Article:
[Sketch of Peter sinking, by Rembrandt]
I’ve been thinking a lot about hardship lately: hardship in relationships, hardship in the work place, hardship with critics, difficult people or challenging circumstances.
Hardships, as frustrating as they are, seem to be commonplace in scripture.
To me, as I reflect on the way the heroes of the faith dealt with hardship one thing emerges—their faith worked.
For Nehemiah, his faith worked through a stick-to-it attitude and organization gifting he passionately put to work.
For David, his faith worked through poetry—articulating his anguish, despair and desperation through prayers directed to God and concluding them by calling to memory the faithfulness and unfailing love of his Good Shepherd.
For Jesus, his faith worked through absolute obedience and submission to the plan of God and his call to continue to give himself away for those he loved—despite the critic, the difficult people and the overwhelming circumstances.
Whatever the hardship, it doesn’t box us out from the possibility of moving forward in faith. Challenging people or circumstances can never fully be dead ends in life—faith always works its way forward as it follows the Good Shepherd.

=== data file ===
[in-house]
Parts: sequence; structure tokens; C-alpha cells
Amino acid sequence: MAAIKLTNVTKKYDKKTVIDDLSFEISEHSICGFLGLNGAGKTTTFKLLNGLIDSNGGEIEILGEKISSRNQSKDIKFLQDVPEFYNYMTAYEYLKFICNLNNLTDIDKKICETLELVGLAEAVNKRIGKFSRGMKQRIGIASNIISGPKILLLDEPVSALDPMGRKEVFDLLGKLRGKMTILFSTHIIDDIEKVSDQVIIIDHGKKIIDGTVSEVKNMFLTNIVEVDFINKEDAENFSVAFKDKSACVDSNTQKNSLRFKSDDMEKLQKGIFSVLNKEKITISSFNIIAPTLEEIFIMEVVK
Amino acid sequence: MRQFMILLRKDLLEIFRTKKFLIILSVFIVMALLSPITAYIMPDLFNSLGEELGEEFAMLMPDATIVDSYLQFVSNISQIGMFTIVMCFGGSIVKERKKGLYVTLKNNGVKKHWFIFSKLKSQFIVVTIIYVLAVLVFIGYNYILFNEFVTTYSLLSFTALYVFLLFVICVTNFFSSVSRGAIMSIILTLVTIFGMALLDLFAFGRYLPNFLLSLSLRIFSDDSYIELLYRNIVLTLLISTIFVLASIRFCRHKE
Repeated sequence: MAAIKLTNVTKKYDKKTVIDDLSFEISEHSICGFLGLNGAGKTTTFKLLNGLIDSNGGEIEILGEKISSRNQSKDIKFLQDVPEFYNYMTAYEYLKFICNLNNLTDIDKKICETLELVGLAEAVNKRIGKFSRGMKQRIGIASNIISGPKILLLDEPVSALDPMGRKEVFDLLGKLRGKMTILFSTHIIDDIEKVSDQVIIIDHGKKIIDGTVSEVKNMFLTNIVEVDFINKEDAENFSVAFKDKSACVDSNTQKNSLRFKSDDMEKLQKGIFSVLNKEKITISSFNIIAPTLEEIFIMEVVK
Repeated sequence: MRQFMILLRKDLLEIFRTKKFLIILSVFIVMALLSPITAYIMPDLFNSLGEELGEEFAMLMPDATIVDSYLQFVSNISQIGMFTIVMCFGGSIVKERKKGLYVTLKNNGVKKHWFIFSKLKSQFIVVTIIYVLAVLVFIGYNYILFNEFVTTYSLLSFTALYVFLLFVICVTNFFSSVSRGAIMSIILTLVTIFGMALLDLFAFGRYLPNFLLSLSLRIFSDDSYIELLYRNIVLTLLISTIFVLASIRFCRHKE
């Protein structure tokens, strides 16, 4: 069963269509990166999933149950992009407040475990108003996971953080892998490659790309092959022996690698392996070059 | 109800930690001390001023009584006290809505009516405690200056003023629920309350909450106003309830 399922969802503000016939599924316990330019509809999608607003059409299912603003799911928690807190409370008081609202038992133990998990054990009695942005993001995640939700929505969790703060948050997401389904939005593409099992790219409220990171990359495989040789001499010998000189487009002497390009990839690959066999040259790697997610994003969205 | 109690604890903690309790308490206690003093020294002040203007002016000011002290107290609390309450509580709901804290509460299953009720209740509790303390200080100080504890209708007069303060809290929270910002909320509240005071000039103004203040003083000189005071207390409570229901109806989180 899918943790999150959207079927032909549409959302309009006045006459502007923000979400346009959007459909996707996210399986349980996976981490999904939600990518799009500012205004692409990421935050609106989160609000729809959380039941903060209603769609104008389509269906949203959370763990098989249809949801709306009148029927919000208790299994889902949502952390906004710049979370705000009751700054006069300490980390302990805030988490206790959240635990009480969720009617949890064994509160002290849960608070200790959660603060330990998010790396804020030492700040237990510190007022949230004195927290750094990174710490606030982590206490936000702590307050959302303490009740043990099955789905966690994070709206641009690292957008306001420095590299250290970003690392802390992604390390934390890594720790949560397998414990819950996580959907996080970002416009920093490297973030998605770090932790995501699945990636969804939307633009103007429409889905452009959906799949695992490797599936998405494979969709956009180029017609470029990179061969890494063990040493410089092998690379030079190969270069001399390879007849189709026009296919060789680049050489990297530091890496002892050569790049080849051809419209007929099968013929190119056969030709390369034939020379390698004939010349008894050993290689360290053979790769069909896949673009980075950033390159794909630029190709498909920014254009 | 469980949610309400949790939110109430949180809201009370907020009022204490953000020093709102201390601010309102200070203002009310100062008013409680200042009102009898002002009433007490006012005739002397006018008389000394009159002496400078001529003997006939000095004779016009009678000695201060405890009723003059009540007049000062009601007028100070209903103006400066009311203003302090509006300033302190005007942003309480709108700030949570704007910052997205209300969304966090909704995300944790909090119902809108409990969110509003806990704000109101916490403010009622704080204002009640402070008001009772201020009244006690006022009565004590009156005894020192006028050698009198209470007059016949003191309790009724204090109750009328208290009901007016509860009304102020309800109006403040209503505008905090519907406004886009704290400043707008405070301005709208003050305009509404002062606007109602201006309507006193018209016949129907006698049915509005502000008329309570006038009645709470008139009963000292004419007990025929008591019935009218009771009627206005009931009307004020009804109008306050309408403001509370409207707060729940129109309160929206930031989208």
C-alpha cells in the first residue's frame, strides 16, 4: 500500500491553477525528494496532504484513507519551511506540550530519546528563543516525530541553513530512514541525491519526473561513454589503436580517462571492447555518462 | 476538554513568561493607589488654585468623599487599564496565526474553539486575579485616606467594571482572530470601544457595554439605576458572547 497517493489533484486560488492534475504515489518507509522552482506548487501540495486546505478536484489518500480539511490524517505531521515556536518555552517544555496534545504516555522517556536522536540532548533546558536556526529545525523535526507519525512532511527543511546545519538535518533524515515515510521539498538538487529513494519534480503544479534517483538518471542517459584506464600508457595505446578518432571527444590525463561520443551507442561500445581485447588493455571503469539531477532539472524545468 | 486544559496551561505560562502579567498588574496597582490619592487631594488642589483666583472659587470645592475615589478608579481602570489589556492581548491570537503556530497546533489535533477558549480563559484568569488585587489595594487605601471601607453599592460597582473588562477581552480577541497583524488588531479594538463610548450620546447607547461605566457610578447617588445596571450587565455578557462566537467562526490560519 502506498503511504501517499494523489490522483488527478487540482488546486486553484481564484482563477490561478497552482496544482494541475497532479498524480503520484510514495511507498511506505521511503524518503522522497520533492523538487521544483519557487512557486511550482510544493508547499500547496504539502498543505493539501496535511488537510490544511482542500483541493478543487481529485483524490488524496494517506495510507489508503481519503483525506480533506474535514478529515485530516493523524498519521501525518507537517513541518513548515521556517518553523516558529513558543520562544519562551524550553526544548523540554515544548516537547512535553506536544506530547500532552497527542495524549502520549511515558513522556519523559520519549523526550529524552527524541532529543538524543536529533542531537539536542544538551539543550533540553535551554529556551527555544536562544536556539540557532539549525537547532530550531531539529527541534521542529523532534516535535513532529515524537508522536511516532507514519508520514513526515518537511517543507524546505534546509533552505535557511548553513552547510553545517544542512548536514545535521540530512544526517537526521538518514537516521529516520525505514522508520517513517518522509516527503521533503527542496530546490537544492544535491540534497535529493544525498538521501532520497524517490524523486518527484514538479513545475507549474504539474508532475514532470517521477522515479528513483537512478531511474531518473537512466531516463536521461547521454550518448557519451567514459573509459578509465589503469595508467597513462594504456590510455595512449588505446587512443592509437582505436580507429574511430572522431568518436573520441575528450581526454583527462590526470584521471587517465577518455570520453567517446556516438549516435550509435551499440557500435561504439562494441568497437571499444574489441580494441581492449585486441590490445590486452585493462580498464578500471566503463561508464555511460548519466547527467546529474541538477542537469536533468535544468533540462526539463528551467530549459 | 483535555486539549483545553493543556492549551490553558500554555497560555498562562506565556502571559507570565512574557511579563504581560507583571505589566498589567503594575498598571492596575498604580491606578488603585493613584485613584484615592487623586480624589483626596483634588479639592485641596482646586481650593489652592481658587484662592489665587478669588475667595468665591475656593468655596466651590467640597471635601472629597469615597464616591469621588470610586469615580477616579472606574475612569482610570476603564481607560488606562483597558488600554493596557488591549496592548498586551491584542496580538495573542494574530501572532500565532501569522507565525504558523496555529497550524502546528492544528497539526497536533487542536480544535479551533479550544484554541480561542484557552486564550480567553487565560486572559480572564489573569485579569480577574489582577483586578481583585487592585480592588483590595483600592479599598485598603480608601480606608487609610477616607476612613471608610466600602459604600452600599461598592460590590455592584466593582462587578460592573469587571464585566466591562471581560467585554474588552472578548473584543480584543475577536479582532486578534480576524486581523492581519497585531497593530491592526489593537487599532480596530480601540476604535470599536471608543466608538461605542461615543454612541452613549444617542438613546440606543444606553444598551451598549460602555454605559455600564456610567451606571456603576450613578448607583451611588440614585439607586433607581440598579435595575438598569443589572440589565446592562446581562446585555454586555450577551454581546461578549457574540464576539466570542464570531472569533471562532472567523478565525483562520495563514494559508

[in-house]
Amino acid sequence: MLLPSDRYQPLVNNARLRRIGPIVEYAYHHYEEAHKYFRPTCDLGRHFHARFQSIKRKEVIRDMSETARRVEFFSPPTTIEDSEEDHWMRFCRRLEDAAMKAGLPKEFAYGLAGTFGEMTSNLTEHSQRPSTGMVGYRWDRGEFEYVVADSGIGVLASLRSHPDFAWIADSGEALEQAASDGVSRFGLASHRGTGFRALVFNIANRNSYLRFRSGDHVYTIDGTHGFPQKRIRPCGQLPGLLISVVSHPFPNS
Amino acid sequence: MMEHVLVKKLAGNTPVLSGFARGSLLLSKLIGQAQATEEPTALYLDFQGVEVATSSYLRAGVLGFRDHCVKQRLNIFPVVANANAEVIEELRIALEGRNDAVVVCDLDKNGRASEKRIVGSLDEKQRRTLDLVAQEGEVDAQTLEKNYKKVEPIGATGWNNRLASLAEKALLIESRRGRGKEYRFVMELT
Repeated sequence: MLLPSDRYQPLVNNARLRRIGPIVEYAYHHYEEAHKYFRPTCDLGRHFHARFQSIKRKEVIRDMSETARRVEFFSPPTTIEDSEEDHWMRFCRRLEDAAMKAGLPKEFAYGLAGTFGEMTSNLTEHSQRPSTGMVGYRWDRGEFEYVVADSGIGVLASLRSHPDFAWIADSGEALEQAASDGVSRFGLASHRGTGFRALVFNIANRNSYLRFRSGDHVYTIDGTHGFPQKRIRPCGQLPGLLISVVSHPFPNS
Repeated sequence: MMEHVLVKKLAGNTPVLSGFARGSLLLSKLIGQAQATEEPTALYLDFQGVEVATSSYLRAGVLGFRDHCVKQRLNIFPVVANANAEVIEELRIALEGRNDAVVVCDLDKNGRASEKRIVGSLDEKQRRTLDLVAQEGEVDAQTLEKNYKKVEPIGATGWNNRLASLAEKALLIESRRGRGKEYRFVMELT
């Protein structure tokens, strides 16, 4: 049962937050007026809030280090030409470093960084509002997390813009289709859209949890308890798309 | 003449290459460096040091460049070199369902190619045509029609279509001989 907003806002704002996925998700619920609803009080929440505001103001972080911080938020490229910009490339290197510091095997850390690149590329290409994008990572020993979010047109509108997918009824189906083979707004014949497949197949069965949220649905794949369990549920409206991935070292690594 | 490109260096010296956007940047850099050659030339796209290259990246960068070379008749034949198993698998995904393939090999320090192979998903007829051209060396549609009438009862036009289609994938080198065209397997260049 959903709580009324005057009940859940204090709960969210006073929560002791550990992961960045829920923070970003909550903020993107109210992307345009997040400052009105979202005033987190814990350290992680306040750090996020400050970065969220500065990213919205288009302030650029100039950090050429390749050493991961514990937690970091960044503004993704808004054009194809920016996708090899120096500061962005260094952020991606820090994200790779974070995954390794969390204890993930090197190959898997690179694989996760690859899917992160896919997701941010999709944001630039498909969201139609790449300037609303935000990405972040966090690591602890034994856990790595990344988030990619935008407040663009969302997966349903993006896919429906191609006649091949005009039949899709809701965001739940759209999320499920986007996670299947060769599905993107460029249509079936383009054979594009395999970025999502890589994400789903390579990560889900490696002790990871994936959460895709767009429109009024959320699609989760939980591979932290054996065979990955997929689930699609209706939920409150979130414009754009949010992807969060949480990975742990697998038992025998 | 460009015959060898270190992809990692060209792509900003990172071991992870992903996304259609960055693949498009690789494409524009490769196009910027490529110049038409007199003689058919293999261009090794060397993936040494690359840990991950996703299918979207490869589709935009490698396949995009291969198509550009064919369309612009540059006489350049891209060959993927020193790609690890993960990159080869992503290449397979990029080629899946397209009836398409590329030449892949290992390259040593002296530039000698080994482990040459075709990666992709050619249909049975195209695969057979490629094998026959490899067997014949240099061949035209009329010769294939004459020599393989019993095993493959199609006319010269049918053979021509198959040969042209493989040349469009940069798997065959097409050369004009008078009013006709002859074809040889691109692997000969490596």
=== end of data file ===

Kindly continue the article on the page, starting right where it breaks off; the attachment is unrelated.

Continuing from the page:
We can experience anguish.
The circumstances can require all of our energy and ingenuity.
The trials can cost us our comfort and bring pain and persecution.
But we always have the choice to focus on the presence of problems or the possibility of solutions.
We always have the choice, like Peter walking on water, to see the chaos swirling at our feet or, just beyond that, the savior calling us forward.
We’ll never deal with hardship perfectly every time or even in every season.
But “…though the righteous fall seven times, they rise again.”